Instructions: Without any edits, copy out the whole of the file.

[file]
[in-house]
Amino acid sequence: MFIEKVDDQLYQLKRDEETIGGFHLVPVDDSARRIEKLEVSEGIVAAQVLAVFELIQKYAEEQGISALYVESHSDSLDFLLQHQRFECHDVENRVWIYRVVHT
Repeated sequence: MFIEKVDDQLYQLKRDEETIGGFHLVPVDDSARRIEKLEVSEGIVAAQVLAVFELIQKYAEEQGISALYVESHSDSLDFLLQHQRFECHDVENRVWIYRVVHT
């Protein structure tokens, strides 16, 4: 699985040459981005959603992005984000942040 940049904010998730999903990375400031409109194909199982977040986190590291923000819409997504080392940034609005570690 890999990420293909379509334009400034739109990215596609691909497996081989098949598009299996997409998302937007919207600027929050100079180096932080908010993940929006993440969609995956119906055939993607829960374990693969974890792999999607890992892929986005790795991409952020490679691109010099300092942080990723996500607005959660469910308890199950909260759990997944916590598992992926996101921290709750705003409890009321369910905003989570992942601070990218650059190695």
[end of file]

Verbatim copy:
[in-house]
Amino acid sequence: MFIEKVDDQLYQLKRDEETIGGFHLVPVDDSARRIEKLEVSEGIVAAQVLAVFELIQKYAEEQGISALYVESHSDSLDFLLQHQRFECHDVENRVWIYRVVHT
Repeated sequence: MFIEKVDDQLYQLKRDEETIGGFHLVPVDDSARRIEKLEVSEGIVAAQVLAVFELIQKYAEEQGISALYVESHSDSLDFLLQHQRFECHDVENRVWIYRVVHT
């Protein structure tokens, strides 16, 4: 699985040459981005959603992005984000942040 940049904010998730999903990375400031409109194909199982977040986190590291923000819409997504080392940034609005570690 890999990420293909379509334009400034739109990215596609691909497996081989098949598009299996997409998302937007919207600027929050100079180096932080908010993940929006993440969609995956119906055939993607829960374990693969974890792999999607890992892929986005790795991409952020490679691109010099300092942080990723996500607005959660469910308890199950909260759990997944916590598992992926996101921290709750705003409890009321369910905003989570992942601070990218650059190695």